Seeing Others Leads to Selfless Action

(Luke 10:30-33) Part 2 of the parable of the Good Samaritan. Jesus answers the man's question with a story that challenges all of us to lead with empathy.

Older man smiles and laughs with a young autistic man.
Photo by Nathan Anderson / Unsplash

The Story is the Answer

We left off yesterday with the expert in the law asking Jesus, “Who is my neighbor?” He didn’t ask for more detail to widen his gaze. Instead, the passage notes he wanted to “justify himself.”

The man knew Jesus hung-out with sinners and the lower castes of society. He wanted to trap Jesus in His words.

Well, prepare for the Jesus mic-drop! 🎤

In reply Jesus said: “A man was going down from Jerusalem to Jericho, when he was attacked by robbers. They stripped him of his clothes, beat him and went away, leaving him half dead.
“A priest happened to be going down the same road, and when he saw the man, he passed by on the other side. So too, a Levite, when he came to the place and saw him, passed by on the other side.

“But a Samaritan, as he traveled, came where the man was; and when he saw him, he took pity on him.”

Luke 10:30-33 (NIV)

He Saw Him

The priest and the Levite would have been considered ceremonially and religiously “clean” (and more educated). But the ones trained in the Torah “passed by on the other side,” denying help to one of their own.

But it was the Samaritan who stopped, “saw” the injured man, and then “took pity on him.” This may have shocked Jesus’s listeners: Though Jews and Samaritans both claim descent from the tribes of Jacob, a rift separated their views on the proper place of worshipping God.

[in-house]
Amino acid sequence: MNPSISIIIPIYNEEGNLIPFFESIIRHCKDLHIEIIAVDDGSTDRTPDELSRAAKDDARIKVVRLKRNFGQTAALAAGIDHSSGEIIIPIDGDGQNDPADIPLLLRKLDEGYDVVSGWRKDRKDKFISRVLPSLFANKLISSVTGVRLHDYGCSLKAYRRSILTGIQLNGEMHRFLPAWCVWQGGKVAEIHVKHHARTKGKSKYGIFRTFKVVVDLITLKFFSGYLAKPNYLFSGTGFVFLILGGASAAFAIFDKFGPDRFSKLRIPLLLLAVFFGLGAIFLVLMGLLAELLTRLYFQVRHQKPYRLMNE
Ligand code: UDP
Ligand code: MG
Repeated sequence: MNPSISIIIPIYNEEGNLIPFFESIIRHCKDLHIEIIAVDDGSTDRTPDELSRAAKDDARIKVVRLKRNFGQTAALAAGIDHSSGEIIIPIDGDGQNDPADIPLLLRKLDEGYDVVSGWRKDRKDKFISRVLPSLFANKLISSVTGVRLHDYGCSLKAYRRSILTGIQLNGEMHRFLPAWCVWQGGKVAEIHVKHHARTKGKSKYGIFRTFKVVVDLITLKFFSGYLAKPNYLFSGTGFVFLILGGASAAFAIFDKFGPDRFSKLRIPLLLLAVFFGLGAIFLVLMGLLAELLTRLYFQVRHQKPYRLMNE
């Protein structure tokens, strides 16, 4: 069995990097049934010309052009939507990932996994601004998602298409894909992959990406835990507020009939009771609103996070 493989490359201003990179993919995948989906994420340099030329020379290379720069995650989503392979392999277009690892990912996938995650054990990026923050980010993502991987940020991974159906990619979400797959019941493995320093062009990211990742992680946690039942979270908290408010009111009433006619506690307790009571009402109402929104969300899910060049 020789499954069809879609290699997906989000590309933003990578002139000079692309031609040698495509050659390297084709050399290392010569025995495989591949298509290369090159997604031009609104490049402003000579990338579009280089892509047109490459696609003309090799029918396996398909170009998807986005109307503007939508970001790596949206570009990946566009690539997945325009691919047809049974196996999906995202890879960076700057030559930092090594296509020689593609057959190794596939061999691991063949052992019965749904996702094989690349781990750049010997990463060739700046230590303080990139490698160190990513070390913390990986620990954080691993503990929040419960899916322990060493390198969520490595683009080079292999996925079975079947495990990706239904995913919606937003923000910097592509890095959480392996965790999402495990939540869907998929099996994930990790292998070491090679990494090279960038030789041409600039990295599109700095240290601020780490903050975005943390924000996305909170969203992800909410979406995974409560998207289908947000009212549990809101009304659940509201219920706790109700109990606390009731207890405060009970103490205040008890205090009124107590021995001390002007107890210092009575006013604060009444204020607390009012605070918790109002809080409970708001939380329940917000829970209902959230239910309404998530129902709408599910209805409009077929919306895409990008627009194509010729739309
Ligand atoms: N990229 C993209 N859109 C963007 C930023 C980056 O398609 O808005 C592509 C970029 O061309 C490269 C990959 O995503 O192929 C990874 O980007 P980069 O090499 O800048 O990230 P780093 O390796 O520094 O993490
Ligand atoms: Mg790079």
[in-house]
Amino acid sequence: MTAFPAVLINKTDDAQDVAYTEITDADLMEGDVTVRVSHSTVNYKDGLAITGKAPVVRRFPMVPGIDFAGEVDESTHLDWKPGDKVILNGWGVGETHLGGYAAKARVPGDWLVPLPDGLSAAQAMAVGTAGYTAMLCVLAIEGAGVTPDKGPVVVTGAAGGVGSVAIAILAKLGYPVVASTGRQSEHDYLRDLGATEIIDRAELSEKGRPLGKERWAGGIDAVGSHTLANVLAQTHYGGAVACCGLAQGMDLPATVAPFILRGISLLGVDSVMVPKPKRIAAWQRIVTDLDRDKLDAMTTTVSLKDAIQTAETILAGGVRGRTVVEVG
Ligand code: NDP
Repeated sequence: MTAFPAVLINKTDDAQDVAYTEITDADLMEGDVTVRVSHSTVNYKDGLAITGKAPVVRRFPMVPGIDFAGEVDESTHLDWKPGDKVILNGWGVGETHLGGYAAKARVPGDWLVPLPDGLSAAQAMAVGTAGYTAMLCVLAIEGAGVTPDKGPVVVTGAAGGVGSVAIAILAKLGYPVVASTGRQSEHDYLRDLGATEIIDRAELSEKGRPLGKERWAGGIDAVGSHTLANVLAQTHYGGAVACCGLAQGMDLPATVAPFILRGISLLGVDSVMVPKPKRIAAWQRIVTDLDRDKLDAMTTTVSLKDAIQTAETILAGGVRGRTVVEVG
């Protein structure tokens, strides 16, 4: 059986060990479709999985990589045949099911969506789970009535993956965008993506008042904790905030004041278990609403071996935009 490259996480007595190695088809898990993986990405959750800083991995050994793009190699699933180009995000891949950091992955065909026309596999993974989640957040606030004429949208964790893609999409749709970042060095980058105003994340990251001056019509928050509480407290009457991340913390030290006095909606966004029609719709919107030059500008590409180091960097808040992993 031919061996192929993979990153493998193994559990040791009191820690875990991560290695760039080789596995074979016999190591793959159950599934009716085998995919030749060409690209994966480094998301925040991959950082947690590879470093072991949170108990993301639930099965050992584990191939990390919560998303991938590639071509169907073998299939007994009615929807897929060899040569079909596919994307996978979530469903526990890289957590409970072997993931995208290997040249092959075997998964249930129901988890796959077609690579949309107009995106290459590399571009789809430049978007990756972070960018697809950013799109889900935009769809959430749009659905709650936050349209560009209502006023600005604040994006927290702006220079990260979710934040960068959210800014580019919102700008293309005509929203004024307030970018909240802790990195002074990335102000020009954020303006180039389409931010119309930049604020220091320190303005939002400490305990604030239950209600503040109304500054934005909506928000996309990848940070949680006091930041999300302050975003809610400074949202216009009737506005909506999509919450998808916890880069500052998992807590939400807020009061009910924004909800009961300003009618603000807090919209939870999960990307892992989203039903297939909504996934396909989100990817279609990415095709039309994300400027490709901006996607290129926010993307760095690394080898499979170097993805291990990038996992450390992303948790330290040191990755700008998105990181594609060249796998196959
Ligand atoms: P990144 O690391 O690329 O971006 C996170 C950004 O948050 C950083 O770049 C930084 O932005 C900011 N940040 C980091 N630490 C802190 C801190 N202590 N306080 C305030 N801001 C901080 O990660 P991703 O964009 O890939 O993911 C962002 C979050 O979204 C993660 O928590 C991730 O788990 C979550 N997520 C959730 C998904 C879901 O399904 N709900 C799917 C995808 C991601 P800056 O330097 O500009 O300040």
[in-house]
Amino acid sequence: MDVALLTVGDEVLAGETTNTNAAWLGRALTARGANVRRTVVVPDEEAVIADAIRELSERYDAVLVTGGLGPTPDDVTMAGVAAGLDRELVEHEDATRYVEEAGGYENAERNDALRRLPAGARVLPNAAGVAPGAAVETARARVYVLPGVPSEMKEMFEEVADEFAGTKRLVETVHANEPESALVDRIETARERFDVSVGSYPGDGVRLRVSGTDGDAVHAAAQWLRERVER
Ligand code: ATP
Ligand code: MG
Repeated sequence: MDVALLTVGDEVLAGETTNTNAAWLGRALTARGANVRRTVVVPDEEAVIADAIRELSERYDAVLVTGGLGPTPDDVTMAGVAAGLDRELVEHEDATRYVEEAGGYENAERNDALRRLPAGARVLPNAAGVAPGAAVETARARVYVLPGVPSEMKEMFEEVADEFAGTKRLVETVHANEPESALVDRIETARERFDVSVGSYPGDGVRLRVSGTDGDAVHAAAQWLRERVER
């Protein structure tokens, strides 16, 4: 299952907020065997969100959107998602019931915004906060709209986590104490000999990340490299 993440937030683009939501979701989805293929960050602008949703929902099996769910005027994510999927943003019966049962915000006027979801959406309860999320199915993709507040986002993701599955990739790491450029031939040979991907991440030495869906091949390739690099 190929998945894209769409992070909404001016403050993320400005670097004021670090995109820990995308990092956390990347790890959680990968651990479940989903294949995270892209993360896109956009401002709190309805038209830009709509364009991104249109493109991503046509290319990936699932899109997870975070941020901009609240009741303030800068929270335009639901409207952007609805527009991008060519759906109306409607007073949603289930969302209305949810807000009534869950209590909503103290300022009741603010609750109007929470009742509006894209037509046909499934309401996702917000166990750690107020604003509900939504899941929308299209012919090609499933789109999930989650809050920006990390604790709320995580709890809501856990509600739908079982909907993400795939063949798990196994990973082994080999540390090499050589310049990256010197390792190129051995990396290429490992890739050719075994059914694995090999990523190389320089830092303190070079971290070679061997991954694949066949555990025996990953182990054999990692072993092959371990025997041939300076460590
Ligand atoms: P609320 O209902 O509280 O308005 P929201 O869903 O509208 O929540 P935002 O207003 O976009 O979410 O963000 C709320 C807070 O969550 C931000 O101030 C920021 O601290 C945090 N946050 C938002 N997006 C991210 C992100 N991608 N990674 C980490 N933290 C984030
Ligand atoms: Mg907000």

Elsewhere, the New Testament hints at this divide. When Jesus approached the Samaritan woman at the well and offered her salvation, she hesitated—the narrator expresses how “Jews have no dealings with Samaritans.”

"Culturally, it would have been unthinkable for a Samaritan to help a Jew."
(ESV Bible Study)

But the Samaritan saw the need of the helpless Jew and responded, crossing cultural and religious differences.

This story challenges us to see others past ethnic, socio-economic, and political differences. Since we all are made in the image of God, seeing others requires stopping, considering their situation, and then responding with appropriate action.

In other words, it takes selflessness, empathy, and love directed towards someone else.

As you make your way through your day, stop and see others. It’s only then you can respond appropriately to their needs.

But wait—Jesus has more! His parable has a powerful conclusion, and we will explore it the next two days.

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